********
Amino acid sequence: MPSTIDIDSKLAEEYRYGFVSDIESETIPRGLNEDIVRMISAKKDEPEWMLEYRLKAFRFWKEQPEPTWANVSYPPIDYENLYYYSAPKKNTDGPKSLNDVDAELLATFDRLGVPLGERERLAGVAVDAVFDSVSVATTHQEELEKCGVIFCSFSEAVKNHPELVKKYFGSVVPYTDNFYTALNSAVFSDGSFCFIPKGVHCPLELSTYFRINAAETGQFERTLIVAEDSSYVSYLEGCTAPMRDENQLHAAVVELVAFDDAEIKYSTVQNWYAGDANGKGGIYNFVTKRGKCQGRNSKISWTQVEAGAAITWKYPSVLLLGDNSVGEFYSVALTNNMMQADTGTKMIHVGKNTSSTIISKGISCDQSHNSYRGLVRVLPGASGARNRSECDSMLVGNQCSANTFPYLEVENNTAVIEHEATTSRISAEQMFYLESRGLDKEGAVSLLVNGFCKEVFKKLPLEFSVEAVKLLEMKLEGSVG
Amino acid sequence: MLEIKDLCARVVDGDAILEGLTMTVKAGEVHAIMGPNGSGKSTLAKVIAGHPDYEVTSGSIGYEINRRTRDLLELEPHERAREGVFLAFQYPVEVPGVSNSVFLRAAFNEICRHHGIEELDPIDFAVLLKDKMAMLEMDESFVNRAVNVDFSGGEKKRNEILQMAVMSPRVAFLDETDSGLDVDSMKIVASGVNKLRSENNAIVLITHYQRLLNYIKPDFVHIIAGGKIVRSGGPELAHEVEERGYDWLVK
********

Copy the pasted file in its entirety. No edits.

Amino acid sequence: MPSTIDIDSKLAEEYRYGFVSDIESETIPRGLNEDIVRMISAKKDEPEWMLEYRLKAFRFWKEQPEPTWANVSYPPIDYENLYYYSAPKKNTDGPKSLNDVDAELLATFDRLGVPLGERERLAGVAVDAVFDSVSVATTHQEELEKCGVIFCSFSEAVKNHPELVKKYFGSVVPYTDNFYTALNSAVFSDGSFCFIPKGVHCPLELSTYFRINAAETGQFERTLIVAEDSSYVSYLEGCTAPMRDENQLHAAVVELVAFDDAEIKYSTVQNWYAGDANGKGGIYNFVTKRGKCQGRNSKISWTQVEAGAAITWKYPSVLLLGDNSVGEFYSVALTNNMMQADTGTKMIHVGKNTSSTIISKGISCDQSHNSYRGLVRVLPGASGARNRSECDSMLVGNQCSANTFPYLEVENNTAVIEHEATTSRISAEQMFYLESRGLDKEGAVSLLVNGFCKEVFKKLPLEFSVEAVKLLEMKLEGSVG
Amino acid sequence: MLEIKDLCARVVDGDAILEGLTMTVKAGEVHAIMGPNGSGKSTLAKVIAGHPDYEVTSGSIGYEINRRTRDLLELEPHERAREGVFLAFQYPVEVPGVSNSVFLRAAFNEICRHHGIEELDPIDFAVLLKDKMAMLEMDESFVNRAVNVDFSGGEKKRNEILQMAVMSPRVAFLDETDSGLDVDSMKIVASGVNKLRSENNAIVLITHYQRLLNYIKPDFVHIIAGGKIVRSGGPELAHEVEERGYDWLVK